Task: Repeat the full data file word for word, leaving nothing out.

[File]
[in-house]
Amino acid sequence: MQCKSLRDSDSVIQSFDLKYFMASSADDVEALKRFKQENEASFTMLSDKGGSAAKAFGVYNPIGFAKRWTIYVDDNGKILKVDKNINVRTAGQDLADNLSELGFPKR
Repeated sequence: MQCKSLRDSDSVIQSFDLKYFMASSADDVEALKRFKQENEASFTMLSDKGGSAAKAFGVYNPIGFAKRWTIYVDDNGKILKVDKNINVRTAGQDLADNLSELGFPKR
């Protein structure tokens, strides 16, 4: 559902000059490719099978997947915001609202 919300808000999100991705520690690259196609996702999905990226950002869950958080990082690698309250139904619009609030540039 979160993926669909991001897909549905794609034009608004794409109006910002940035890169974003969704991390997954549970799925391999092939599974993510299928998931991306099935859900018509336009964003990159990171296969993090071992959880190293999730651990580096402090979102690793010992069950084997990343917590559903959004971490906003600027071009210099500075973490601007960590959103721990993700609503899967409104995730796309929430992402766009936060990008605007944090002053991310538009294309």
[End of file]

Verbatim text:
[in-house]
Amino acid sequence: MQCKSLRDSDSVIQSFDLKYFMASSADDVEALKRFKQENEASFTMLSDKGGSAAKAFGVYNPIGFAKRWTIYVDDNGKILKVDKNINVRTAGQDLADNLSELGFPKR
Repeated sequence: MQCKSLRDSDSVIQSFDLKYFMASSADDVEALKRFKQENEASFTMLSDKGGSAAKAFGVYNPIGFAKRWTIYVDDNGKILKVDKNINVRTAGQDLADNLSELGFPKR
């Protein structure tokens, strides 16, 4: 559902000059490719099978997947915001609202 919300808000999100991705520690690259196609996702999905990226950002869950958080990082690698309250139904619009609030540039 979160993926669909991001897909549905794609034009608004794409109006910002940035890169974003969704991390997954549970799925391999092939599974993510299928998931991306099935859900018509336009964003990159990171296969993090071992959880190293999730651990580096402090979102690793010992069950084997990343917590559903959004971490906003600027071009210099500075973490601007960590959103721990993700609503899967409104995730796309929430992402766009936060990008605007944090002053991310538009294309």